Monday, January 25, 2016

Manja, The Wall, Five Destinies, by Anna Reiner/Anna Gmeyner Persephone Book

Manja , by Ann Gmeyner, was originally published as Manja in Amsterdam, 1938, then published in England in 1939 as The Wall and in the States as Five Destinies.  So when I looked for it at our local library I found two books listed under Anna Gmeyner, The Coward Heart and Five Destinies, so since I was not able to get Manja, I thought let me read some other of her works.  I actually started reading the Coward Heart, then looked at Five Destinies and saw that indeed Five Destinies was the book I wanted because it is in fact Manja.

I told my husband about the three different titles and he said well how do they relate?  And I thought about that and said, well the story is centered around a girl Manja, there are five friends, thus the title Five Destinies and they always meet on a Wall every Wednesday and Saturday thus the title The Wall, they all make sense.  But I favour the original title Manja and that is how Persephone has released it and it was obviously the authors original choice.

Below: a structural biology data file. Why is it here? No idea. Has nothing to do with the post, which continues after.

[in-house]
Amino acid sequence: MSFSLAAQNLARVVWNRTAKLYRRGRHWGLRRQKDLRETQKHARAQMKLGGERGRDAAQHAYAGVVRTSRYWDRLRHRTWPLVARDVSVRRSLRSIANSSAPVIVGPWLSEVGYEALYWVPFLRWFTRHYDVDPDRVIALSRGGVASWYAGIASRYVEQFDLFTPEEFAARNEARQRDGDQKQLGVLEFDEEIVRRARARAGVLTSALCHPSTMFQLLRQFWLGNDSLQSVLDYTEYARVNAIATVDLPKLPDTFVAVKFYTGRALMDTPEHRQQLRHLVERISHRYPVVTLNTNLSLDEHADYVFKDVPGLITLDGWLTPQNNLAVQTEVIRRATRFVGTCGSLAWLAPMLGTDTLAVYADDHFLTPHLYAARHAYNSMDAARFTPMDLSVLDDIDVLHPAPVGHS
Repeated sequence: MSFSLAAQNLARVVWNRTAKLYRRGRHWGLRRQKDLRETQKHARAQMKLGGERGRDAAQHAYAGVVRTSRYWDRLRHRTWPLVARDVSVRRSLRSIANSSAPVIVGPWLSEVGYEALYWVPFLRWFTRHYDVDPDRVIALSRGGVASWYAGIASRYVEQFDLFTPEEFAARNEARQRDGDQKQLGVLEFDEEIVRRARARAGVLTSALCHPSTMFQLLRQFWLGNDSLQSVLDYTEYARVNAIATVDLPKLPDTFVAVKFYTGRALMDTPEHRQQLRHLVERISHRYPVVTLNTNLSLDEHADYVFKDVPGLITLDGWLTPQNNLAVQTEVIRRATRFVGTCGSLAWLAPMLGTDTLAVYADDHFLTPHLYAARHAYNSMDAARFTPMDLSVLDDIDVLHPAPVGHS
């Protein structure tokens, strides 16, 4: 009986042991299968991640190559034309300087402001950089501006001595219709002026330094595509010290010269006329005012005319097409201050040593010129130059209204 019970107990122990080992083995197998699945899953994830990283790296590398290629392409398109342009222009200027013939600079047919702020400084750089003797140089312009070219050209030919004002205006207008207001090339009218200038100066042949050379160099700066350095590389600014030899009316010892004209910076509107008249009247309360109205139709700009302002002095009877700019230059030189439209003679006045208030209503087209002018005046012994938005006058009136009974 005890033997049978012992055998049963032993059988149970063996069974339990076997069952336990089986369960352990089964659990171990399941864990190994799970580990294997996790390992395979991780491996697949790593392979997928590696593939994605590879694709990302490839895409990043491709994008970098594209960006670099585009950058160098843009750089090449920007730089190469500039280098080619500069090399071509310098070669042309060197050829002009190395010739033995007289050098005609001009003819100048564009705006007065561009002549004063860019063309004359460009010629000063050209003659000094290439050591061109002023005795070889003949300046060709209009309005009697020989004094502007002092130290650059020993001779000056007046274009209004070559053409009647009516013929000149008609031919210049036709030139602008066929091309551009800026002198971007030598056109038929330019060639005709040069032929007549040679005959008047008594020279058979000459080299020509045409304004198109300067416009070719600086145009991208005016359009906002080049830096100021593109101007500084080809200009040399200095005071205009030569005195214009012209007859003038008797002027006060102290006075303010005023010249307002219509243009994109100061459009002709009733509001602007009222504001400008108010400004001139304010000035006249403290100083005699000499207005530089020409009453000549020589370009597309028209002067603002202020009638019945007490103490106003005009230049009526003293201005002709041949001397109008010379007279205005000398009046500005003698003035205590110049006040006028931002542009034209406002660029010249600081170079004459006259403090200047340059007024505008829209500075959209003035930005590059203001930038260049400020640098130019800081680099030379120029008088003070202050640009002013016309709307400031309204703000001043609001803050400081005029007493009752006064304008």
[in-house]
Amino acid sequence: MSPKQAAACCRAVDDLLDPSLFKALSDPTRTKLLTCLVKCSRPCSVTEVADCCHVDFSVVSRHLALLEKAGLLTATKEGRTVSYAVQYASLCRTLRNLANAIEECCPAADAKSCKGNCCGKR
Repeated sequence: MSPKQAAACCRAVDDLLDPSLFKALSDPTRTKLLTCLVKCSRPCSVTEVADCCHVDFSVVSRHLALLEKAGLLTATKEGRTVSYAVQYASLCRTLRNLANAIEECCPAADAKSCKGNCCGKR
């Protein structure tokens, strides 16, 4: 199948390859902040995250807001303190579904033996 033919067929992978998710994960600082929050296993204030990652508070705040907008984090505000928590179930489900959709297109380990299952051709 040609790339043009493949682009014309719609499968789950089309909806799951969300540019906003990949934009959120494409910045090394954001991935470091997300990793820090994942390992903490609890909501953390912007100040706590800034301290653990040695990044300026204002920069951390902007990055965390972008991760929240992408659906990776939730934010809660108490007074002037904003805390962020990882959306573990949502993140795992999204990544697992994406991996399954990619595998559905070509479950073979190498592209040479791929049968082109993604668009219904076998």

Another interesting fact is that on the first American edition, 1939; which is what I got from our local library the author is named as Anna Reiner and it says:

Anna Reiner is a German refugee living at present in London.  Her name is an assumed one - assumed for obvious reasons, members of her family still living under the swastika.  In deference to Miss Reiner's wishes it is impossible to give further biographical details concerning her.

The story opens with the title The End As A Beginning.  

The end is 1932 the beginning is 1920

They had been like kittens wanting to keep together.  But now the cosy basket of their childhood was upset and they could never climb into it again.